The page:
Morgan Griffith: Ninth District on the cutting edge of biological engineering for health care
When not in Washington, D.C., voting in the U.S. House of Representatives during March, I was able to visit several sites where exciting research projects are underway. Previously, I wrote about some of them at Virginia Tech.
More recently, I visited a farm site where scientific accomplishments once seemingly from the realm of a futuristic novel promise to make a difference in our daily lives.
You may remember Dolly the sheep, the first mammal cloned with an adult cell. Dolly was cloned in Scotland in 1996 and died in 2003, and if you ever visit the National Museum of Scotland in Edinburgh, you can see her taxidermied remains. The technology that created her continues to be advanced, refined, and put to new uses.
Some of that work is being done here in Southwest Virginia, thanks to a connection with Dolly: Virginia Tech had a stake in the entity that cloned her.
While the company that cloned Dolly no longer exists, in the years since she was cloned, related research has continued in our area, with the Blacksburg-based company Revivicor, which spun off from the company that created Dolly, developing technology for cloning and genetically modifying pigs.
During my visit to the farm where the genetically-modified cloned pigs are kept, which is located in the Ninth District, I saw that the pigs do not look different from any other pig. They are treated well, almost like pets. Unlike normal pigs, however, they potentially hold new advances in biological engineering for health purposes.
For example, they potentially offer a new source for organs that can be transplanted to the people in need of them. These special pigs’ organs have similarities to ours that could make them suitable for transplanting, providing a new source of organs for people waiting on them.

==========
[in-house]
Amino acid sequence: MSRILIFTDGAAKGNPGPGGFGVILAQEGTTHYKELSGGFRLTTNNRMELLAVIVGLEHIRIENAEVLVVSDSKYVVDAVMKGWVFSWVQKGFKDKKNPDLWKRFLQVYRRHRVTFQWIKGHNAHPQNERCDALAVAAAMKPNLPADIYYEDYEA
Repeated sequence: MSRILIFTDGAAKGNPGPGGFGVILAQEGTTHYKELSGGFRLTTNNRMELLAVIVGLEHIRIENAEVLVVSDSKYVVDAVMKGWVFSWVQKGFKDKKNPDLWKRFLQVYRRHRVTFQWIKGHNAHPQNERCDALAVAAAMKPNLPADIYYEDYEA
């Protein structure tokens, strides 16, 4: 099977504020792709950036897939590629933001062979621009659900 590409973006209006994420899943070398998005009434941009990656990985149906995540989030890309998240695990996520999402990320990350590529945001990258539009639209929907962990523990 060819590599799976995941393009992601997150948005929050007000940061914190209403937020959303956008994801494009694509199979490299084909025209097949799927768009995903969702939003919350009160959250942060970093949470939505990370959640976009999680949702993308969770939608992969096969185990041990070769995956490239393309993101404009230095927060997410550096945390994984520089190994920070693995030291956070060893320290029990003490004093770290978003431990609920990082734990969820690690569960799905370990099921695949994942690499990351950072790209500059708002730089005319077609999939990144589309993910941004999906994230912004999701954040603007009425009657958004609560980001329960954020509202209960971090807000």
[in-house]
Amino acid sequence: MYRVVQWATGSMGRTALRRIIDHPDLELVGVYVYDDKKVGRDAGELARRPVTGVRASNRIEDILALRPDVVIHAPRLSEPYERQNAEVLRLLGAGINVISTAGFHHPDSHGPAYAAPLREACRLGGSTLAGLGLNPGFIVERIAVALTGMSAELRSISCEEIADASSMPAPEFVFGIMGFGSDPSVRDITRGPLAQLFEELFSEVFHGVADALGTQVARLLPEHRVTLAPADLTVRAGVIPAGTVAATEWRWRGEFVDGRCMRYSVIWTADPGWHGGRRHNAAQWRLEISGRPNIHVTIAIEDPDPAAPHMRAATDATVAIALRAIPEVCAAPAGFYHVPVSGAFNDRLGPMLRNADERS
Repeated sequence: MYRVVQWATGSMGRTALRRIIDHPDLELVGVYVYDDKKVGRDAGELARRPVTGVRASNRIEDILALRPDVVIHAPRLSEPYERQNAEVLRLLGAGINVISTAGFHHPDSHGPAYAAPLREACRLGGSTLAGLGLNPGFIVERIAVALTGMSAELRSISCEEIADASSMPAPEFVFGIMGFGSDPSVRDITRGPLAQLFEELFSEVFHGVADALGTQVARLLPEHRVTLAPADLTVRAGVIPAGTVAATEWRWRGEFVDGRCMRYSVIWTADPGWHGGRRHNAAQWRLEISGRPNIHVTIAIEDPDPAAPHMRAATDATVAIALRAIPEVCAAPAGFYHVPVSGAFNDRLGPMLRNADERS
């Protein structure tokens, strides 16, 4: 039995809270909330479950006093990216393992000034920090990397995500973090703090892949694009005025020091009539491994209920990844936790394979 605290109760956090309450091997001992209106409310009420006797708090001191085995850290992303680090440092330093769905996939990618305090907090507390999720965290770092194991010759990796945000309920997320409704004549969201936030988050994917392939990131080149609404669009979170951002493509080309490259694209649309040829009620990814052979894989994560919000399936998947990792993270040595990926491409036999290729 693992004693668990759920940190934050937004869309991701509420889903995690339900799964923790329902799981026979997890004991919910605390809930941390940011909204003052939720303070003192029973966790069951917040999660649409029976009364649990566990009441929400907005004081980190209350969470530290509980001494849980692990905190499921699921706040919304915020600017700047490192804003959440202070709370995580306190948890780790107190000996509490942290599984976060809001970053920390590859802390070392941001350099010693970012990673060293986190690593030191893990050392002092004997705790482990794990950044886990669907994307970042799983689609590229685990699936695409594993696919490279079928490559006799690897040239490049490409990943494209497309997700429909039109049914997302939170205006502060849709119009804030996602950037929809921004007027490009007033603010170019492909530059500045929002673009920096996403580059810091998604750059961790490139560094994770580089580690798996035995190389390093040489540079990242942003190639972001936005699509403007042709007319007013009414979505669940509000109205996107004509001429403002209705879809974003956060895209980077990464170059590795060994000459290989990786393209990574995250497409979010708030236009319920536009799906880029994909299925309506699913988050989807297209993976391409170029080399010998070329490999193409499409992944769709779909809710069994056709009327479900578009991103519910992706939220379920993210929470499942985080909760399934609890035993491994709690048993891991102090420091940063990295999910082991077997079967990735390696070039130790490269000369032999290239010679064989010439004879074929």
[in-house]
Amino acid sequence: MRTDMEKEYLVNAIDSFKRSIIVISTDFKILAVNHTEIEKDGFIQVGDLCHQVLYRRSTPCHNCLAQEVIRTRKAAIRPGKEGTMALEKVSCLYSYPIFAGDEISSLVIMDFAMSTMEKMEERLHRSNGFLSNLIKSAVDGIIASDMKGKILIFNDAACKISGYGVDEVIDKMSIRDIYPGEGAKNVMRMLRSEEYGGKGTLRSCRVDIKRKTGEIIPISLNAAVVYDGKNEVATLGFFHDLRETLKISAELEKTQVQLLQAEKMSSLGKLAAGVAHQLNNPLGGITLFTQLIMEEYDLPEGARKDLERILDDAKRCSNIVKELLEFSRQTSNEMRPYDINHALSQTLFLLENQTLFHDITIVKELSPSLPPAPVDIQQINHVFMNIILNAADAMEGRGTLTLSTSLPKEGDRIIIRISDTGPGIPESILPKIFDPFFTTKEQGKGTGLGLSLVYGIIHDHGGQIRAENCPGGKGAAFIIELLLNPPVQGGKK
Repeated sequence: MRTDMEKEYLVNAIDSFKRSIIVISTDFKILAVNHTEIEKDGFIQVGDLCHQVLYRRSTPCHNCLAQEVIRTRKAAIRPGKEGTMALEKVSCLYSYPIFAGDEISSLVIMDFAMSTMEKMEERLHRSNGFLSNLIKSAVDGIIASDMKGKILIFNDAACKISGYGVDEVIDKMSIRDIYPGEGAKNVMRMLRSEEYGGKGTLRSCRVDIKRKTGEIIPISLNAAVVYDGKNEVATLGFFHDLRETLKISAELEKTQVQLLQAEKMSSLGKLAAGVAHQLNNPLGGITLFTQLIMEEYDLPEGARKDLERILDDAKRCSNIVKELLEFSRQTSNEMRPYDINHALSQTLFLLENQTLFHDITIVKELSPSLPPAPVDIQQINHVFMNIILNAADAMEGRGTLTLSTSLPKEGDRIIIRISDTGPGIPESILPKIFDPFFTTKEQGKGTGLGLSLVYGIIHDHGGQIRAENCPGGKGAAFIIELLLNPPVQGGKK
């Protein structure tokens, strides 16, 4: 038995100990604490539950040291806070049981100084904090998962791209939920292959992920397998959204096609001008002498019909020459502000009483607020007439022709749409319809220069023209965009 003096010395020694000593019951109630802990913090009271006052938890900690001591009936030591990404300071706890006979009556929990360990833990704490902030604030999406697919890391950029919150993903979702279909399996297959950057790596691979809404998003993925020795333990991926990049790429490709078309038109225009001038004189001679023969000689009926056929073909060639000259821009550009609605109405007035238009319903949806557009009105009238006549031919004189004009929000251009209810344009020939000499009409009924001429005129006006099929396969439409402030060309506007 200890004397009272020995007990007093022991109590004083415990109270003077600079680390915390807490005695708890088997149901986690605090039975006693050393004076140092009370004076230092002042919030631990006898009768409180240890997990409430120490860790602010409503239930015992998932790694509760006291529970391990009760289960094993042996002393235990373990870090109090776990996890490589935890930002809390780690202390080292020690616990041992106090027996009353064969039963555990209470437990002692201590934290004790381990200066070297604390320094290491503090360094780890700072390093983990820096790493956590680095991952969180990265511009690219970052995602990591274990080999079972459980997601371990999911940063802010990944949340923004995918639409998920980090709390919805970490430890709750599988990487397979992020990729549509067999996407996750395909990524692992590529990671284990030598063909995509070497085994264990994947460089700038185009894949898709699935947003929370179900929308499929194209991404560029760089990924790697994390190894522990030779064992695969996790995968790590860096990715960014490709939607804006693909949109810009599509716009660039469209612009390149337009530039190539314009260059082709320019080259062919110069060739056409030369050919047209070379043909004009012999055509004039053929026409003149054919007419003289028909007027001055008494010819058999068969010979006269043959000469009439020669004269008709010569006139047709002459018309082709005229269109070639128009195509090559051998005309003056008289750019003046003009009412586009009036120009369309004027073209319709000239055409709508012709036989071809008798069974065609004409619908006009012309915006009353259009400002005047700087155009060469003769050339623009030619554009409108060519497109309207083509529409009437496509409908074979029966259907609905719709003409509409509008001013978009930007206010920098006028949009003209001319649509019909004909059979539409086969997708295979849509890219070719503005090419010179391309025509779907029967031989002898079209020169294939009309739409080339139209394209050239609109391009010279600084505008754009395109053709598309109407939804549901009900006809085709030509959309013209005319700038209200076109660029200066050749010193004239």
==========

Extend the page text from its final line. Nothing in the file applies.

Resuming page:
People with diabetes may also stand to benefit from this research, as certain cells from these genetically-modified pigs could be transplanted into a human pancreas to increase insulin production for those who need it.
Cloning genetically-modified pigs offer more than just a new source of organs for transplant. Scientists are working on ways to use cloned pigs to help people overcome particular food allergies.
The alpha-gal allergy has become more prevalent in the southeastern United States in recent years; one estimate suggests that up to 30 percent of people in the region have it. It is spread by Lone Star tick bites, which introduce alpha-gal molecules into the body. People who acquire this allergy suffer adverse effects, such as itching, swelling, and anaphylaxis, when eating red meat such as beef, lamb, pork, and venison.
Essentially any four-legged animals commonly brought to the dinner table become off-limits to a person with the alpha-gal allergy, even if he or she had previously been able to consume them. It imposes disappointing dietary restrictions on many.
Other deleterious effects impact the health of people with the alpha-gal allergy. Exposure to other products that come from mammals, not just food, can trigger allergic reactions. As an example, a small percentage of people would be affected by the gelatin sometimes used as an ingredient in medical products, such as capsules. Further, there are some indications that the allergy may contribute to heart disease.
Now how do these cloned pigs relate to this problem?
By splicing genes, eliminating the alpha-gal gene and adding others, researchers can create genetically-modified cloned pigs that do not produce the alpha-gal protein. Products derived from them, from food to medications, will not trigger allergic reactions.
It is exciting to know that this research, which could make a positive difference in the lives of men and women around the world, is being done in our backyard. The work I discussed in this column is just the tip of the iceberg of potential benefits.
Of course, as always with new fields of scientific research, propriety and ethics must be taken into consideration.
The biological engineering sector has a firm foothold in Southwest Virginia, drawing people and investment into our region. Just as there is a long way between Dolly the sheep and the progress yielded in these cloned pigs, the successes of this industry in our region may shape our world in new and unlikely ways.
If you have questions, concerns, or comments, feel free to contact my office. You can call my Abingdon office at 276-525-1405 or my Christiansburg office at 540-381-5671. To reach my office via email, please visit my website at www.morgangriffith.house.gov. Also on my website is the latest material from my office, including information on votes recently taken on the floor of the House of Representatives.